“After all, even Bill Gates will suffer from status anxiety. Why? Because he compares himself to his own peer group. We all do this, and that’s why we end up feeling we lack things even though we’re so much better off than people ever were in the past.” – Alain de Botton
The weight of expectation burdens us all but especially when those around us expect perfection – there’s only one way to go from there… isn’t there…?
And so it passed that a fortuitous meeting between Gary Boom and Alex Belson of Masseto spawned the opportunity of putting this parvenu through its paces with BI’s best judges – our customers.
The private room at Angela Hartnett’s starred Mayfair restaurant Murano was chosen as backdrop while Alex, herself, pilfered six vintages from her employer’s dwindling cellars – and with no less than three maximums amongst them – 2011 and 2001 (James Suckling) and 2006 (Monica Larner of Robert Parker’s Wine Advocate) – they had a lot to live up to.
It was also notable that amongst our guests hardly any (all Serie ‘A’ wine lovers and collectors) had even modest amounts of Masseto in their cellars – indeed some had never drunk the wine itself.
So, over an aperitif of Ruinart’s delicious non-vintage Blanc de Blancs, we pondered expectations:
Masseto’s first vintage issued forth in 1987 as a Merlot dell’Ornellaia when Ludovico Antinori (erstwhile owner of Ornellaia) recognised the potential of this special 8ha plot on Tuscany’s Bolgheri coast. Since then, in a single generation, Masseto has established itself as an Italian icon, one of the world’s most sought-after wines and a wine with prices to match Bordeaux’s First Growths. Not bad for a Merlot. But does the reality stack up?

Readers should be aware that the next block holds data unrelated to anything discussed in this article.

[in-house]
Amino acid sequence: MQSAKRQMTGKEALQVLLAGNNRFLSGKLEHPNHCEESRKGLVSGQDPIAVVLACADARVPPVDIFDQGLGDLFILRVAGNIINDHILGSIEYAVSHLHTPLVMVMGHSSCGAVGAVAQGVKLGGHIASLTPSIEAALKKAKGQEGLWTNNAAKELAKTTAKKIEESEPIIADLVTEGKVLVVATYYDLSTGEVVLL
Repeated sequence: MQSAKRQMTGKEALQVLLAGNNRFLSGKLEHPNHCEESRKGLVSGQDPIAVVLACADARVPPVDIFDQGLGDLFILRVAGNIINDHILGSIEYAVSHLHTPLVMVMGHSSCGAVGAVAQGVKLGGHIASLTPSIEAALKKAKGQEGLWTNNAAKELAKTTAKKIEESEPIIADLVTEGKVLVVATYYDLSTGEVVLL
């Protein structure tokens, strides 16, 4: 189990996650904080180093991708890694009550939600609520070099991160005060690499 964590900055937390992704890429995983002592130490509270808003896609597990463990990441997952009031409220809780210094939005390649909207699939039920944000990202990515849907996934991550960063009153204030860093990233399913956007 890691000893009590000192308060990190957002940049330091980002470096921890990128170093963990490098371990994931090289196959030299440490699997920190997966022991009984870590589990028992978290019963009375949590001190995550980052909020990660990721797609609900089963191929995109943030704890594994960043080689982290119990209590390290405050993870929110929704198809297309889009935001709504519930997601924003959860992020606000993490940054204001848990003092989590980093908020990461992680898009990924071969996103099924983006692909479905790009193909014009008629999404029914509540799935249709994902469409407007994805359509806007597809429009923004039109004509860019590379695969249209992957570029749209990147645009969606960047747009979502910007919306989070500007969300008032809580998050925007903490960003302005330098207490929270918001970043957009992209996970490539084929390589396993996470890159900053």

In a word, yes.
Our dinner was sandwiched by two cooler vintages (the 2013 to start, the 2005 to finish) with two flights of pairs (2008 with 2011 then 2006 with 2001) making up the stylish fillings. All the wines fanned their peacock tails (apart from a single off bottle of 2001), displaying ever-so-splendidly the details of their respective vintages but united with a common theme of understated self-confidence, sense of place, balance, minerality, intensity, energy and sheer goddamn pleasure.
2013 Masseto – fine, medium-bodied, ripe red fruits infused with minerality then an intense mid-palate rush that lingers well into a beautifully cool and elegant finish and sweet, sweet tannins.
2011 Masseto – you can feel the warmth of this vintage (the earliest ever) here – real ripeness and dark spice with solid structure - this one needs time to fully coalesce – look forward to trying it again – Gary?
2008 Masseto – oh so opulent and rich yet framed in a wondrous mineral latticework that entices you back for more – definitely one of the stars in show here and drinking already but with the promise of a starry future.
2006 Masseto – a more structured and intense version of the previous (if that were possible) – wow – an almost painful intensity on the explosive mid-palate and young, young, young – lock this away for a generation for a magical reawakening.
2001 Masseto – the superior of the two bottles – showing all the hallmarks of Masseto’s density, spice, minerality and bewitching balance – do believe the hype!
2005 Masseto – suffering somewhat in the shade of its more emboldened brethren, however given space and time the 2005, much like the 2013, opened into a refined but by no means shy version – no letting up on the intensity nor the character of this special vineyard – a really beautiful Masseto now and for way into the future.
And as we ventured back into the cold night everybody pondered aloud, “I really must buy more Masseto. In fact I really need to drink more Masseto.” Expectations exceeded. Status anxieties assuaged.
Our thanks to Alex Belson and Masseto for providing such a generous display of the estate’s finest vintages and to Murano’s industrious staff for their wonderful food and service.
We really must do it again soon!